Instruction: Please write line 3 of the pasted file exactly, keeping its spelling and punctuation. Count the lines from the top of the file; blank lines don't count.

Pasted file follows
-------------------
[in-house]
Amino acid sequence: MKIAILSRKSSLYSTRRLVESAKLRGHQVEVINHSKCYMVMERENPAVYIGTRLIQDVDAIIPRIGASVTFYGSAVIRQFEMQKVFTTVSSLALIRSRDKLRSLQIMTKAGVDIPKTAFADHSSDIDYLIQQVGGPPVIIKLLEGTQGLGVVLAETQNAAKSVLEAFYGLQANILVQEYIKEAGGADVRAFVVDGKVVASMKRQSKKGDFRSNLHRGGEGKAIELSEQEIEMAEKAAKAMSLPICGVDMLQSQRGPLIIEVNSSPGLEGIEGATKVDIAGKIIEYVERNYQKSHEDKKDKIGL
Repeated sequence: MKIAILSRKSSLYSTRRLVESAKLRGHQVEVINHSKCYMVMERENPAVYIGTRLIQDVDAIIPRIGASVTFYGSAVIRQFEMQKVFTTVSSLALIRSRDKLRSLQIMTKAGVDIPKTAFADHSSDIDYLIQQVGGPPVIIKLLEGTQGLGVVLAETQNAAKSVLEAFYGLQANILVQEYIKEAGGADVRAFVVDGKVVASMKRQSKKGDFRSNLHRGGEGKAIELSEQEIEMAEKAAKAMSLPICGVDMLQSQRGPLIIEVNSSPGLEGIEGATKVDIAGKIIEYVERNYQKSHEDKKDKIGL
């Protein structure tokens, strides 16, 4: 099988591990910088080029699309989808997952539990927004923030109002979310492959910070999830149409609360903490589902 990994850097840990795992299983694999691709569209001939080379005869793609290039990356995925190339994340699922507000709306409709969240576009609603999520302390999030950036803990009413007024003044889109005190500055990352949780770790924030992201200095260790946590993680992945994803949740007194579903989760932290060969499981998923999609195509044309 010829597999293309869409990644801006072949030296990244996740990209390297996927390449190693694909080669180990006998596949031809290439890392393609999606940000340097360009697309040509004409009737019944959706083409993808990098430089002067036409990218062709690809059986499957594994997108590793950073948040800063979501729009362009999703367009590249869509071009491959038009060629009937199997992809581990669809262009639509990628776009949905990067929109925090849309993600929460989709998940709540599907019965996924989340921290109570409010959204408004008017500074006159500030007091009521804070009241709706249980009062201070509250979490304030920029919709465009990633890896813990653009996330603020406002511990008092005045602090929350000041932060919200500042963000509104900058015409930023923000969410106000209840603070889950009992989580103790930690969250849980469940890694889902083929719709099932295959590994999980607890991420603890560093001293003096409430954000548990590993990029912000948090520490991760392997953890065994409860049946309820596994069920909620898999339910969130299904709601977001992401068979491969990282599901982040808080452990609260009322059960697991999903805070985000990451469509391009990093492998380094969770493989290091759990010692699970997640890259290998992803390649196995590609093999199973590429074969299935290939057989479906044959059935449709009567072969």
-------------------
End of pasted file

Repeated sequence: MKIAILSRKSSLYSTRRLVESAKLRGHQVEVINHSKCYMVMERENPAVYIGTRLIQDVDAIIPRIGASVTFYGSAVIRQFEMQKVFTTVSSLALIRSRDKLRSLQIMTKAGVDIPKTAFADHSSDIDYLIQQVGGPPVIIKLLEGTQGLGVVLAETQNAAKSVLEAFYGLQANILVQEYIKEAGGADVRAFVVDGKVVASMKRQSKKGDFRSNLHRGGEGKAIELSEQEIEMAEKAAKAMSLPICGVDMLQSQRGPLIIEVNSSPGLEGIEGATKVDIAGKIIEYVERNYQKSHEDKKDKIGL